National Security Council Coordinator for Strategic Communications John Kirby told a press conference that the U.S. takes seriously the responsibility to help Taiwan defend itself. He also said no further information was available regarding the Foreign Military Financing program.
China established a new normal in the Taiwan Strait. Taiwan's Ministry of National Defense announced on the 9th that a total of eight aircraft sorties and five ships disrupted Taiwan. China's J-16 fighter jets crossed the median line from the northern end of the Strait, and the Y-8 anti-submarine aircraft crossed the median line from the southern end, entering our southwest Air Defense Identification Zone. Taiwan's military has strengthened its monitoring abilities and continues to improve its combat power. The U.S. Congress passed an appropriation bill, which provides Taiwan with paid military aid. The outside world is closely watching the progress. The White House has not disclosed when the aid will arrive in Taiwan but reiterated that the U.S. is serious about helping to improve Taiwan's self-defense capabilities. Analysts believe that Taiwan and the U.S. are now negotiating, but the U.S. is now interested in slowing down the process.
John Kirby, Strategic Communication Coordinator, National Security Council: “You know, we just very recently agreed to, I think it was a billion dollars, of FNF not too long ago. And we take those responsibilites to help Taiwan with their self-defense very very seriously.”
Chieh Chung, Assoc. Analyst, National Security Div., National Policy Foundation: “Washington probably does not want to move so fast and let this destroy the good wills between the U.S. and China after Xi and Biden's meeting last year. Whether this is paid or unpaid military aid, it amounts to a quasi-alliance status. Thus, Washington is probably gauging Beijing's reaction.”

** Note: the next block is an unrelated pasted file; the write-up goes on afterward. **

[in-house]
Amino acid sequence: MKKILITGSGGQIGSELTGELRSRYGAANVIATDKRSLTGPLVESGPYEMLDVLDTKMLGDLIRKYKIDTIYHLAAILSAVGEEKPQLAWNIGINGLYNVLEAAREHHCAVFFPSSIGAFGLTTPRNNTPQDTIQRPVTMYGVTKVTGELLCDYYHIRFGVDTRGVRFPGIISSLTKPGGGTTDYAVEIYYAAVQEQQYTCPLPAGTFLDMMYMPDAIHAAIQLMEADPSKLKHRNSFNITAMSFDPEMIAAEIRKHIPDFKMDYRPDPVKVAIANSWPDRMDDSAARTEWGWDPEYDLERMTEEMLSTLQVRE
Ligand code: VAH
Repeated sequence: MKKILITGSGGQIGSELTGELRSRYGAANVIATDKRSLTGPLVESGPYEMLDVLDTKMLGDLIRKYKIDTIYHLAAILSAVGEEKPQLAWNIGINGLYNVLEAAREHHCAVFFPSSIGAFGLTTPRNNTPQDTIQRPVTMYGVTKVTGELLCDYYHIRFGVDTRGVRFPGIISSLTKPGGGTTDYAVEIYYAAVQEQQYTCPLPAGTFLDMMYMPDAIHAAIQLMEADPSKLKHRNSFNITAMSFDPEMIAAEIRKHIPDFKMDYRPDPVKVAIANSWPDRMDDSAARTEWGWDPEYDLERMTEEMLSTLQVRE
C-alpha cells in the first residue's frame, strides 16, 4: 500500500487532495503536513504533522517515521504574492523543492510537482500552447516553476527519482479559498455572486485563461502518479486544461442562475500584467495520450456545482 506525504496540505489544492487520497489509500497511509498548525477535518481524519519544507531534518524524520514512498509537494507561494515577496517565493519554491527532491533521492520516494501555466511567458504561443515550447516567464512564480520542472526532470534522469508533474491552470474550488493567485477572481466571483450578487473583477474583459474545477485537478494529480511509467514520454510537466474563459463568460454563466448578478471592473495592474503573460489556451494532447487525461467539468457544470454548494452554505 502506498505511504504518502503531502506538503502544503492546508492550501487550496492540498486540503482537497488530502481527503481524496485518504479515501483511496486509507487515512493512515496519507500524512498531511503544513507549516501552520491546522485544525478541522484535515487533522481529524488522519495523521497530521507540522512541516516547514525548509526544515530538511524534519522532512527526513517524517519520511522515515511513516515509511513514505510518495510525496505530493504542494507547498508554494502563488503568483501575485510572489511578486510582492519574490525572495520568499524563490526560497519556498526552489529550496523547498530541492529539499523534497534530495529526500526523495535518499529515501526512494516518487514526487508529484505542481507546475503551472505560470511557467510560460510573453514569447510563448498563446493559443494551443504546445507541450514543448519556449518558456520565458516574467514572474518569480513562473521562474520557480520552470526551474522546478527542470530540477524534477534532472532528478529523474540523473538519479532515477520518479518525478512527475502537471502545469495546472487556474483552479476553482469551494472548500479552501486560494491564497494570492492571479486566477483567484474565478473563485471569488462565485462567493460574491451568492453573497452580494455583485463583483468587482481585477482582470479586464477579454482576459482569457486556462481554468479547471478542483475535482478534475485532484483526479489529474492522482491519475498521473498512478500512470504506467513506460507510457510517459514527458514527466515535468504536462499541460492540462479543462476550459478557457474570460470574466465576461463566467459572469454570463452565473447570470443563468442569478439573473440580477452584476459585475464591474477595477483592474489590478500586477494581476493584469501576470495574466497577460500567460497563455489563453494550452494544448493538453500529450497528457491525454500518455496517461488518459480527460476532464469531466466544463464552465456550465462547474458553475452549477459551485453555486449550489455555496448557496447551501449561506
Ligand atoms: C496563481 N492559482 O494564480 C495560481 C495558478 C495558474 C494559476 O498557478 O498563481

Analysts believe that as long as the U.S. announces the military aid, it is tantamount to upgrading the U.S.-Taiwan relation to a paramilitary alliance. China's suspected spy balloon dispute has severely damaged U.S.-China relations. Analysts believe that the U.S. may be slowing the military aid process to avoid China's misjudgment. However, Harry Harris, the former Commander of the U.S. Indo-Pacific Command, called for a change in Taiwan policy to establish a clear strategy.
Harry Harris, Former Commander, US Indo-Pacific Command: “We would be in better place. And Taiwan would be in a much better place to defend itself. I mean isn't that what we really want? We want them to fight and die for their country, not us to fight and die for their country. ”
Harris pointed out that the United States can assist Taiwan in strengthening its military training. He also called for the signing of a free trade agreement between the two countries as soon as possible. Melanie Sisson, a foreign policy research fellow at the Brookings Institution, proposed that Taiwan should turn itself into a "porcupine," deploying torpedoes, fast-attack missile ships, and anti-ship defense capabilities, in response to China's possible blockade of Taiwan.